How do you clean up dirty water?
Not with soap! You need a filter, a device that removes impurities, like dirt, from water. The filter you’ll make here—with the help of an adult—is a super strainer, and it’ll help you clean up your act.
Ask a grown-up to cut the bottle in half. Then flip the bottle's top half over and put it in the bottom, so the top looks like a funnel. You'll build your filter in the top part.
Place the coffee filter (or bandanna, sock, etc.) at the bottom of your filter.
Add cotton balls, charcoal, gravel, sand, and / or other materials in layers. You can use just one of them or all of them. Tip: Think about which order to add them. Bigger filter materials usually catch bigger impurities.
Write down which filter materials you used and in what order you layered them.
Stir your dirty water and measure out a cup of it.
Get your timer ready!
Pour a cup of dirty water into your filter. Start the timer as soon as you begin pouring.
Time how long it takes for all the water to go through the filter. Then write down how long it took.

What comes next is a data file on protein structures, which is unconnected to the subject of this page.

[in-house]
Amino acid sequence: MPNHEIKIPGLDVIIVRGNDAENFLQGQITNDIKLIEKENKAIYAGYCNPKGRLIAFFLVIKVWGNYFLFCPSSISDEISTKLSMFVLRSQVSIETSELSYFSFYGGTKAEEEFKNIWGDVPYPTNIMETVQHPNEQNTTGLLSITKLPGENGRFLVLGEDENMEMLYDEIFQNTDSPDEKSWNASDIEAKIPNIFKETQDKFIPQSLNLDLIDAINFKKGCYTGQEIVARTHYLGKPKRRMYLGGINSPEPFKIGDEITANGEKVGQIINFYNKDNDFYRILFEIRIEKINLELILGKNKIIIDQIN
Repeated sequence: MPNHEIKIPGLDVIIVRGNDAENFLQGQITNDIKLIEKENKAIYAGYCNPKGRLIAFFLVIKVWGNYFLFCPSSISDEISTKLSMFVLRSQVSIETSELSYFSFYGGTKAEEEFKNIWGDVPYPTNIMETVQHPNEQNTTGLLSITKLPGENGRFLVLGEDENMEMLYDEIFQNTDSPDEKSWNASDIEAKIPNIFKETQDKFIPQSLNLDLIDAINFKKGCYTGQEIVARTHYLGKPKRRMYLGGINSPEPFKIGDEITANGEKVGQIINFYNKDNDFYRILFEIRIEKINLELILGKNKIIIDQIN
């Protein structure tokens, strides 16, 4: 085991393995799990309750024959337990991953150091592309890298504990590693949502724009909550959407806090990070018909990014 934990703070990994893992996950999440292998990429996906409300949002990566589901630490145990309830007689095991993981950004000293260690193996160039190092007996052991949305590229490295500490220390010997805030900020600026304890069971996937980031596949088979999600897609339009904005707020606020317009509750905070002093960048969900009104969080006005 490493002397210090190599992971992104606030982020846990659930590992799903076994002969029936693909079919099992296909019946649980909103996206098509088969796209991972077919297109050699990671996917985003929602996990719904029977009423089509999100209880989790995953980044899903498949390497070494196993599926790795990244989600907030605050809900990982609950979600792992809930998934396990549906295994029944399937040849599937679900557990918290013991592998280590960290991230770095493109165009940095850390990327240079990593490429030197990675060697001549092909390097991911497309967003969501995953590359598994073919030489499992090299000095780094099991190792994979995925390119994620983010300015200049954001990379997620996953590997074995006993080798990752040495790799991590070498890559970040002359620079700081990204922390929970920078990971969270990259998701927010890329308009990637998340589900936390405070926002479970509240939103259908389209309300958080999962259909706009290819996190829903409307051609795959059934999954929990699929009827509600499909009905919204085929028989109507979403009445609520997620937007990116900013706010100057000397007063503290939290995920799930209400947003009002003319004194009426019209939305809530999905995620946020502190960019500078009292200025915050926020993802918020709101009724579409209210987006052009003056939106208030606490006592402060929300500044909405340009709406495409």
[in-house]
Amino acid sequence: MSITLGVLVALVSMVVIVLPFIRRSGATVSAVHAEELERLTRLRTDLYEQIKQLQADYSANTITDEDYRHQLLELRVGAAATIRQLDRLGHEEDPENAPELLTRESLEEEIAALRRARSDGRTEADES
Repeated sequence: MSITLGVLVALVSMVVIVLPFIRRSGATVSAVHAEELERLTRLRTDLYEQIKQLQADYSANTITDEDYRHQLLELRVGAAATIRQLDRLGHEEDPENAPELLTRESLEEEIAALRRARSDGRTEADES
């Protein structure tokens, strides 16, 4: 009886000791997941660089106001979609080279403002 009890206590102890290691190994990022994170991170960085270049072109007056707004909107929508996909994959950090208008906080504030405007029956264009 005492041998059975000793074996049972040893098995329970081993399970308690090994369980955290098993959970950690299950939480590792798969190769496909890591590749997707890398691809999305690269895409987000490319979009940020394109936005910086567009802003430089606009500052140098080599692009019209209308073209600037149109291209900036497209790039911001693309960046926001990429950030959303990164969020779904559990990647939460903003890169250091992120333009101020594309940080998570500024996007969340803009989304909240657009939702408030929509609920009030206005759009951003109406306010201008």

Carefully scoop out the filter materials, one layer at a time. What did each layer take out of the water?
Experiment! Clean the bottle and try again. Put the filter materials in a different order each time, and time each experiment. What do you discover?
WHAT'S GOING ON?
The slower, the better! The longer it takes for water to move through a filter, the cleaner it gets. Water slips easily through the filter materials, but bigger gunk, like dirt, gets trapped. The filter materials usually get finer and finer, so they can catch whatever was missed earlier. Activated charcoal can be near the end of the water’s path, because it uses an electrical charge to grab particles too small for us to see.
Your filtered water is not clean enough to drink. But a plant will love it!
Photographs by Mark Thiessen / NG Staff: Adapted from the Nat Geo Kids book How Things Work, by T.J. Resler